… and possibly Foreign Affairs as well, depending on how quickly the members of Justice can elect a new chair and get through whatever additional housekeeping motions are on the agenda.
Check back at 3:30 for the first official liveblogging of the new committee season! Are you excited? ITQ is excited!
… Excited enough, as it turns out, to show up a full ten minutes early, just so I can nab my very favourite seat (furtherest right corner of the front row) and soak up the atmosphere, not to mention scope out all the new members – as well as returning characters, of course. Real Menard is here, and is staring intently at Daniel Petit, who is sitting directly across from him, and I’m pretty sure has not been pre-selected as chair, although I guess anything is possible. All of the Conservatives are here, in fact — I remember when this this was the most coveted assignment within the Tory caucus, but I imagine that has lessened somewhat with taking over as government. Ed Fast is here, and Rick Norlock, and Rob Moore, who is the parliamentary secretary, I believe. Or was; maybe now he’s going to be sidewaysedly promoted to chair.
On the other side of the table, we have the aforementioned Serge Menard, as well as Marc Lemay, Libby Davies and Megan Leslie, whose nameplate is written in the most grade eight girliest hand I’ve seen since, well, eight grade. Brian Murphy and Dominic Leblanc are here as well. Oh, there’s a rookie Conservative: Brent Rathgerber, who looks like a taller, slightly bigger boned and far less officious version of Pierre Poilievre.
Meanwhile, Dominic Leblanc is making jokes about introducing motions about Chuck Cadman, and the Conservatives are trying to look amused. At least, I assume those were jokes. You never can tell.
Okay, you guys, time’s a wasting. Justice delayed is — okay, I’ll stop. This is, of course, one of the few orders of committee business that puts the clerk in the spotlight; until the chair is elected – which one will it be? I’m agog with anticipation! – she presides over the meeting.
And here we go! The chair sees a quorum, so it’s time for the election of the chair, she tells the members; Dominic Leblanc proposes Ed Fast as chair, and the committee adopts the motion: Congratulations, Chairman Fast, and I truly hope I won’t be forced to turn your name into various topical headliney puns.
Brian Murphy and Serge Menard are quickly elected as vice-chairs, and somehow, Borys “Just Borys” Wrz’I snuck in while I wasn’t looking, which means this *is* one of those thirteen-member committees. The NDP and the Conservatives each have one more seat at the table.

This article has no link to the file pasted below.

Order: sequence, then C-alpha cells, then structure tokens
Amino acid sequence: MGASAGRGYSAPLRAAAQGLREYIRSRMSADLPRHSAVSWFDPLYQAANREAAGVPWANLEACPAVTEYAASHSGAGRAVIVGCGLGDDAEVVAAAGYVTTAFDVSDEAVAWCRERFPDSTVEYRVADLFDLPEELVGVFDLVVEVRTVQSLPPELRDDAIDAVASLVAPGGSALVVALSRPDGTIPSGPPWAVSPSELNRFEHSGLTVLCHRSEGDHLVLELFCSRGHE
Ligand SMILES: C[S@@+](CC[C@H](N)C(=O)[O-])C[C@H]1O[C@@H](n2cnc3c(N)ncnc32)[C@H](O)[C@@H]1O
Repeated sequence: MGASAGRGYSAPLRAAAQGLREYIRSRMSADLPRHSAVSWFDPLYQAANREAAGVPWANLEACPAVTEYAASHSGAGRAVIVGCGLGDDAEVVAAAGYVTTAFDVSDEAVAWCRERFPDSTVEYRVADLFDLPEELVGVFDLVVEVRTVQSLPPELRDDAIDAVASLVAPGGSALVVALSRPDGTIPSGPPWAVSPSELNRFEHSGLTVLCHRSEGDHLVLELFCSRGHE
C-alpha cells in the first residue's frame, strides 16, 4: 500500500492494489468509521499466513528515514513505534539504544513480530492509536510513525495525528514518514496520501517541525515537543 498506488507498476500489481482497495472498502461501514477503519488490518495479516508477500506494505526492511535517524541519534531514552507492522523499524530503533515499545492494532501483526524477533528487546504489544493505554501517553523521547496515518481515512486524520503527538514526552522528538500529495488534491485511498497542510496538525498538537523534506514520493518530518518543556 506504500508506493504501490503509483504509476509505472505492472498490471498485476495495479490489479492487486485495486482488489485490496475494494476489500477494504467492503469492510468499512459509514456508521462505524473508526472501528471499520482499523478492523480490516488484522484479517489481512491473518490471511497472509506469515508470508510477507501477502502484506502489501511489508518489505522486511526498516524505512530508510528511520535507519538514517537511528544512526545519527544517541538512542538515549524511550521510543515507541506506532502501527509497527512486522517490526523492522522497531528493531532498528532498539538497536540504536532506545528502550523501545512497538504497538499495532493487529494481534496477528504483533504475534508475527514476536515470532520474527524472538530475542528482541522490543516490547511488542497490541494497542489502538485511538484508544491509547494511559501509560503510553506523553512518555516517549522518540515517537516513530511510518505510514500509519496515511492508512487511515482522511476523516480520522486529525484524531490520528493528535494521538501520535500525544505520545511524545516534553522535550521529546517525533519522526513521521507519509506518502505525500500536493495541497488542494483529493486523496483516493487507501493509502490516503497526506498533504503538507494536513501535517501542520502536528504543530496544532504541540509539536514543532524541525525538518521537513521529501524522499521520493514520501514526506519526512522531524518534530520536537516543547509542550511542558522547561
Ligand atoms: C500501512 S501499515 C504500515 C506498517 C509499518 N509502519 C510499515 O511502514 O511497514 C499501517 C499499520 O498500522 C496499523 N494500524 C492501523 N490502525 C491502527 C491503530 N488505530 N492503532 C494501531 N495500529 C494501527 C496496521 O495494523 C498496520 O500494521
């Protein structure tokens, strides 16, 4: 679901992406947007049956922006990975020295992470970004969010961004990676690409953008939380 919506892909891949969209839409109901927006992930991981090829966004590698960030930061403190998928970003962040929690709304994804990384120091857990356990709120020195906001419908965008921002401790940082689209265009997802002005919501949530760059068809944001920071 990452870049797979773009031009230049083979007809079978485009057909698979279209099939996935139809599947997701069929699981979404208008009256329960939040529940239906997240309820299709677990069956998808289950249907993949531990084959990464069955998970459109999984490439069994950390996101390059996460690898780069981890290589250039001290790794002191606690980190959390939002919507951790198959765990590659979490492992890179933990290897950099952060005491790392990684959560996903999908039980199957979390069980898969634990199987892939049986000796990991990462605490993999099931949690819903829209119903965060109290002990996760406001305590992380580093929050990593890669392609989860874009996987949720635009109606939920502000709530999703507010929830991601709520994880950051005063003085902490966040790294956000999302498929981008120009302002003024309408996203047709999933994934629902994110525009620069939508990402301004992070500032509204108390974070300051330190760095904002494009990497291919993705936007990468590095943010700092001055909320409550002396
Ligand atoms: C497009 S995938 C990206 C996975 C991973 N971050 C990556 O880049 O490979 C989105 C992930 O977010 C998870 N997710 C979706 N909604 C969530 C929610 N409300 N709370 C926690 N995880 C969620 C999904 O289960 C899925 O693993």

Meanwhile, Ed Fast is giving his opening remarks, and sounding awfully sincere as we expresses his optimism that this will be a collegial group, and not one whose very name becomes synonymous with the total meltdown of Parliament.
Routine motions! Which are, in fact, usually routine, although you never know when someone might get antsy and demand amendments, although since Scott Reid isn’t here, the likelihood of that happening is greatly diminished.
And we have our first disagreement, although a minor one thus far; it is over notice of motions, which tends to be a perennial irritant for opposition parties, since it can restrict their ability to respond to goverment action on the floor. Rob Moore points out that most of the routine motions won’t be contentious and urges the committee to pass those as a package before debating the remaining two items – notice, and something about speaking order that I didn’t quite catch, but is also non-non-contentious.
And now, the debate over notice of motions we’ve not been waiting for all that long at all; the question, for those of you who haven’t sat through one of these meetings before, is whether members should be required to give 48 hours notice of motions, whether amendments or stand-alone.
Libby Davies notes that she’s not actually a permanent member of the committee – that’s Joe Comartin, who isn’t here for some reason – and wonders why the government feels the need to change the rules from the last session (not the last session, the one before that, obviously) since it seemed to work fine, but Rob Moore again explains that the legislation the committee studies tends to be highly complex, which makes for similarly complex and complicated amendments, which is why everyone needs more time to digest proposed changes.
Marc Lemay, however, just doesn’t get the need for a two day heads up; if the bill is under consideration, it should be fair game to bring in amendments as any potential issues or concerns arise. He points out that the existing rules do require notice in certain circumstances, and doesn’t see the need to change the rules of the committee. Menard tells him that the Bloc is uncomfortable with the wording of Moore’s motion, and I’m going to call this one for the opposition right now; I don’t think the government is going to be able to get the one vote they need to hold a majority. Then again, this *is* the NNNNNEoC, after all. Maybe I shouldn’t be so cynical.
Brian Murphy doesn’t want to “talk this to death” – appreciate the effort, but I fear we may have passed that point – and – hey, Ujjal Dosanjh just showed up, thereby dislodging Borys. Who now that I think about it, is, in fact, on the Ethics committee now, I believe, so I’ll see him later this week for sure.